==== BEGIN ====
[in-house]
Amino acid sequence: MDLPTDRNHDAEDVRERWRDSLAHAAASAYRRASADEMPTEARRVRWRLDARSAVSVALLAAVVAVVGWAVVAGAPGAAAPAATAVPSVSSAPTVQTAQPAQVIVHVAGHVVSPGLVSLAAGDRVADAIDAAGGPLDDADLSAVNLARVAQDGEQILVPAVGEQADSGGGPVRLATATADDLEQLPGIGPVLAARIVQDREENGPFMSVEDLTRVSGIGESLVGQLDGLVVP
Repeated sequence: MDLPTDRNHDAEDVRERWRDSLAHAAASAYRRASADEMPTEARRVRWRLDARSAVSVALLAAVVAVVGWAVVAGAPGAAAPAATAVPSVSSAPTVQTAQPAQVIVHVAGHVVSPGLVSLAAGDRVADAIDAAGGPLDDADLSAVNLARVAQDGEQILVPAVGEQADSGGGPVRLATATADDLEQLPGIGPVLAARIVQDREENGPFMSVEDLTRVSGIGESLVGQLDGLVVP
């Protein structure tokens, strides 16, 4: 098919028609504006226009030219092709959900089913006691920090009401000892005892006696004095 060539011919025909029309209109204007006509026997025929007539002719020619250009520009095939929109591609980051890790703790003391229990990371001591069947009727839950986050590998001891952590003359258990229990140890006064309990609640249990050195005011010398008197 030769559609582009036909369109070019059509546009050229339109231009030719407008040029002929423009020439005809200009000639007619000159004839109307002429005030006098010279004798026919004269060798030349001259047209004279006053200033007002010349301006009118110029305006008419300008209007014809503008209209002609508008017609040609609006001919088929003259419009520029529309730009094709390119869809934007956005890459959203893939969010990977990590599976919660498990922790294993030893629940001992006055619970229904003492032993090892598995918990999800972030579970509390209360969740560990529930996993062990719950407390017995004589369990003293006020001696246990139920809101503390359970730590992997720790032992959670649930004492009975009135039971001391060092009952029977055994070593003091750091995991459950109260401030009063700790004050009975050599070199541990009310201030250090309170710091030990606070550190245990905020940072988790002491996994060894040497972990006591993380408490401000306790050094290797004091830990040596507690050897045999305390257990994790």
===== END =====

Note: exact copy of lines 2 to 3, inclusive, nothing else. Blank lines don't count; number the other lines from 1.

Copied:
Amino acid sequence: MDLPTDRNHDAEDVRERWRDSLAHAAASAYRRASADEMPTEARRVRWRLDARSAVSVALLAAVVAVVGWAVVAGAPGAAAPAATAVPSVSSAPTVQTAQPAQVIVHVAGHVVSPGLVSLAAGDRVADAIDAAGGPLDDADLSAVNLARVAQDGEQILVPAVGEQADSGGGPVRLATATADDLEQLPGIGPVLAARIVQDREENGPFMSVEDLTRVSGIGESLVGQLDGLVVP
Repeated sequence: MDLPTDRNHDAEDVRERWRDSLAHAAASAYRRASADEMPTEARRVRWRLDARSAVSVALLAAVVAVVGWAVVAGAPGAAAPAATAVPSVSSAPTVQTAQPAQVIVHVAGHVVSPGLVSLAAGDRVADAIDAAGGPLDDADLSAVNLARVAQDGEQILVPAVGEQADSGGGPVRLATATADDLEQLPGIGPVLAARIVQDREENGPFMSVEDLTRVSGIGESLVGQLDGLVVP